It was a busy week in the Commercial IP team last week as the number of clients wanting information about GDPR increases. We ran seminars to the recruitment sector and to our Charity Forum. If you would like to attend one of our future sessions, please email Sandy Waters or visit the training arm on our website.
It has also been a busy time at the Information Commissioner’s Office.
Given that our minds are currently firmly focused on GDPR matters and we are all aware that you cannot export personal data outside of the EEA unless the recipient country has an adequate level of protection in respect of the personal data, we thought you might like to know that the EC has published its report on the first review of the EU-US Privacy Shield. You may be aware that the ‘Safe Harbour’ with the US was found to be failing in its compliance with data protection and the EU-US Privacy Shield was introduced as its successor.
Now, one year old, the EU data protection authorities conclude that there is room for improvement.
First annual review of EU-US Privacy Shield finds adequate data protection but room for improvement
On 18 October 2017, the European Commission published its report and staff working document on the first annual review of the EU-US Privacy Shield (the Report) (COM(2017) 611 final). This follows discussions on 18 and 19 September 2017 between officials from the US government, the European Commission and EU data protection authorities (DPAs). On the whole, the Report shows that the Privacy Shield continues to ensure an adequate level of data protection for personal data transfers for commercial purposes from the EU to the 2,400 participating companies in the US.
However, there is room for improvement and the Commission has drawn up a list of recommendations for US authorities. These include that the US Department of Commerce should more regularly and proactively monitor companies’ compliance with their Privacy Shield obligations and conduct regular searches for companies making false claims about their participation in the Privacy Shield; increasing awareness for EU individuals about how to exercise their rights under the Privacy Shield, notably on how to lodge complaints; closer co-operation is required between privacy enforcers such as the US Department of Commerce, the Federal Trade Commission and the DPAs, notably to develop guidance for companies and enforcers; and the urgent appointment of a permanent Privacy Shield Ombudsperson, as well as filling the empty posts on the Privacy and Civil Liberties Oversight Board.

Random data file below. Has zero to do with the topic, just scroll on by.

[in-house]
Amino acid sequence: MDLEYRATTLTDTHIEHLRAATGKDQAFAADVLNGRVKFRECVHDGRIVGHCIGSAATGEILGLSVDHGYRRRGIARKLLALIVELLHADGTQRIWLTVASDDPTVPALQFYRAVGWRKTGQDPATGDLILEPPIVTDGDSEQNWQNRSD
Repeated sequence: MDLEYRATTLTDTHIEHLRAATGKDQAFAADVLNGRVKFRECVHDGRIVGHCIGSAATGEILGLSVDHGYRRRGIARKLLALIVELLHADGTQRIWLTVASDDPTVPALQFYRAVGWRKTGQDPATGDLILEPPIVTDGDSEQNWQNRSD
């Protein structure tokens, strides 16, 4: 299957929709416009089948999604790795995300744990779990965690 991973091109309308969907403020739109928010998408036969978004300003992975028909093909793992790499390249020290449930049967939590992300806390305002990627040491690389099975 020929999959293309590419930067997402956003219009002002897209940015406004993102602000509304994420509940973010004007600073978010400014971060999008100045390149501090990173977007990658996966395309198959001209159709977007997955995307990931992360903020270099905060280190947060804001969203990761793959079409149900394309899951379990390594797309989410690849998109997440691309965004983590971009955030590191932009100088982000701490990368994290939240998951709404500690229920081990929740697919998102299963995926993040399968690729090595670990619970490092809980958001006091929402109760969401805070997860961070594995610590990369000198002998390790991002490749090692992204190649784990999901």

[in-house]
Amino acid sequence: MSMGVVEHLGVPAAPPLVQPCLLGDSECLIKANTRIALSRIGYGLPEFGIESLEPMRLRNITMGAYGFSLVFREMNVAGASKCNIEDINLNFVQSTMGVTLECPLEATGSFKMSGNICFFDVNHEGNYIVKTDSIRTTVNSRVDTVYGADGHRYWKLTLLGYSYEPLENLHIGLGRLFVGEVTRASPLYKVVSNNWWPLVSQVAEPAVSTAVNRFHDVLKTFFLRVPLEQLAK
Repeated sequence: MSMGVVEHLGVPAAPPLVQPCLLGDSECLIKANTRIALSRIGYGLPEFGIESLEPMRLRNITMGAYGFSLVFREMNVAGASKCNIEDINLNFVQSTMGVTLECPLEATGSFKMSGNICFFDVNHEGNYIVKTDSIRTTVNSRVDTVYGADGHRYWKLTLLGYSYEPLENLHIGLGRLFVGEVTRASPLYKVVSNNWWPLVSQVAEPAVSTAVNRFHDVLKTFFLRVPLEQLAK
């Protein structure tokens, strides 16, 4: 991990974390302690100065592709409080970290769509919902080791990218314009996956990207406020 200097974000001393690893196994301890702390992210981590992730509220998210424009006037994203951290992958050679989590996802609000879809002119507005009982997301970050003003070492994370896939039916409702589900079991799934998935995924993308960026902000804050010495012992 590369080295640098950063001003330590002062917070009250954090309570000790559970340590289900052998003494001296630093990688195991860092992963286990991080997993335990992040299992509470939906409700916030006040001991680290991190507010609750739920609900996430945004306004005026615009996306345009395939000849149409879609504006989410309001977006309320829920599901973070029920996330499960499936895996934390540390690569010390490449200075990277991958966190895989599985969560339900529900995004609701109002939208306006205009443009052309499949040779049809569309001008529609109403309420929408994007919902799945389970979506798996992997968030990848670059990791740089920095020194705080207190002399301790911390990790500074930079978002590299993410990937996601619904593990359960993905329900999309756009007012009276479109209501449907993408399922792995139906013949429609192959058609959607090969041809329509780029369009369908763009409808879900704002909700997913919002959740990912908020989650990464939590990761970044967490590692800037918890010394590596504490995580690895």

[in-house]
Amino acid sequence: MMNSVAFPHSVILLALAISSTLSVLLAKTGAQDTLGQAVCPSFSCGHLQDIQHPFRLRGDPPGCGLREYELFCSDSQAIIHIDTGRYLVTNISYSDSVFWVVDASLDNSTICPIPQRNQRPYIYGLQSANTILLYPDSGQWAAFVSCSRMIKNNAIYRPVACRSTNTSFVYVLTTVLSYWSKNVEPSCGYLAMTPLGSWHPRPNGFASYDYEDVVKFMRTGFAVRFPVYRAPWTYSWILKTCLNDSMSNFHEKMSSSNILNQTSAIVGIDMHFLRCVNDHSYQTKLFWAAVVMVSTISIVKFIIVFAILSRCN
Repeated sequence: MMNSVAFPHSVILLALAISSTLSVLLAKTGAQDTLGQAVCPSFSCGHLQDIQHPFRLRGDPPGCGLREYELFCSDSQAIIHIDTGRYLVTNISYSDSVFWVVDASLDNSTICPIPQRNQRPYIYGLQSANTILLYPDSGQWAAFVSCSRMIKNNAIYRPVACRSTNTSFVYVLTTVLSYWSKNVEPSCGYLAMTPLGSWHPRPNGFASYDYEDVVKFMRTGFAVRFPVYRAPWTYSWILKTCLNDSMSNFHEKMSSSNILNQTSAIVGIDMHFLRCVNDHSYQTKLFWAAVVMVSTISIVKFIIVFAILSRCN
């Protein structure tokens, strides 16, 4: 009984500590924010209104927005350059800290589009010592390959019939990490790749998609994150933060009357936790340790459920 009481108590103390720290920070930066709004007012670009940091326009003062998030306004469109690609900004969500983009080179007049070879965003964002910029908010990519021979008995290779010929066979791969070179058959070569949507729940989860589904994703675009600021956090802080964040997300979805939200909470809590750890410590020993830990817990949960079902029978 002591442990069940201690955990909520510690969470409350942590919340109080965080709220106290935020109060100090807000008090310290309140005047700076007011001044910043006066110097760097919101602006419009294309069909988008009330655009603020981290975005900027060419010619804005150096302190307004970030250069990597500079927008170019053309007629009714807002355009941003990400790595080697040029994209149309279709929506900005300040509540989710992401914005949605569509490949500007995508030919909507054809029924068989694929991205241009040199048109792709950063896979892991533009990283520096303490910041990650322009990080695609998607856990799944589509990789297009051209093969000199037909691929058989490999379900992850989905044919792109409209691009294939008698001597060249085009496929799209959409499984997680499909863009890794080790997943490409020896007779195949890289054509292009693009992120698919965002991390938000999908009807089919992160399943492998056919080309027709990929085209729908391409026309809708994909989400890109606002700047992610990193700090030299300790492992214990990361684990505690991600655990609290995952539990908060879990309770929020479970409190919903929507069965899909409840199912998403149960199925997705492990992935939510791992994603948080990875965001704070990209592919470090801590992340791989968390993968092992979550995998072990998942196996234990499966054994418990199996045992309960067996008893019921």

The Report will now be sent to the European Parliament, the Council, the Article 29 Working Party and US authorities. The Commission will continue to work with US authorities in the coming months on the follow-up of its recommendations and will monitor compliance.
Despite this general overall good bill of health and positive support from EU Commissioners, the Privacy Shield remains subject to a challenge in the ECJ by two privacy groups.
Data Protection Impact Assessments (DPIAs) are also a focus under GDPR and we have been discussing them at our seminars. DPIAs are only required where a business’s processing activities are likely to result in a high risk to the rights of individuals. But it is interesting to read that even where not mandatory, a data controller is still under an obligation to implement organisation measures to manage risk.
Article 29 Working Party adopts revised Guidelines on Data Protection Impact Assessment
On 4 October 2017, the Article 29 Working Party (WP29) adopted revised Guidelines on Data Protection Impact Assessment (DPIA) and determining whether processing is “likely to result in a high risk” for the purposes of Regulation 2016/679 (WP 248 rev.01).
In line with the risk-based approach in the General Data Protection Regulation ((EU) 2016/679) (GDPR) a DPIA is not mandatory for all data processing activities. It is only mandatory where processing is likely to result in a high risk to the rights of individuals and is particularly relevant where new data processing technology is being introduced.
The WP29 stresses the fact that where conditions triggering the obligation to carry out a DPIA are not met, this does not diminish data controllers’ general obligation to implement measures to appropriately manage risks for individuals. In practice, this means that controllers must continuously assess the risks created by their processing activities in order to identify when a type of processing is likely to result in a high risk to individuals.
In order to ensure a consistent interpretation of the circumstances in which a DPIA is mandatory, the guidelines seek to promote the development of common EU lists of processing operations for which a DPIA is mandatory and for when one is unnecessary; common criteria on the methodology for carrying out a DPIA; common criteria for specifying when a supervisory authority shall be consulted; and recommendations building on EU member states’ experience.
If you would like further information on data protection issues, please contact me.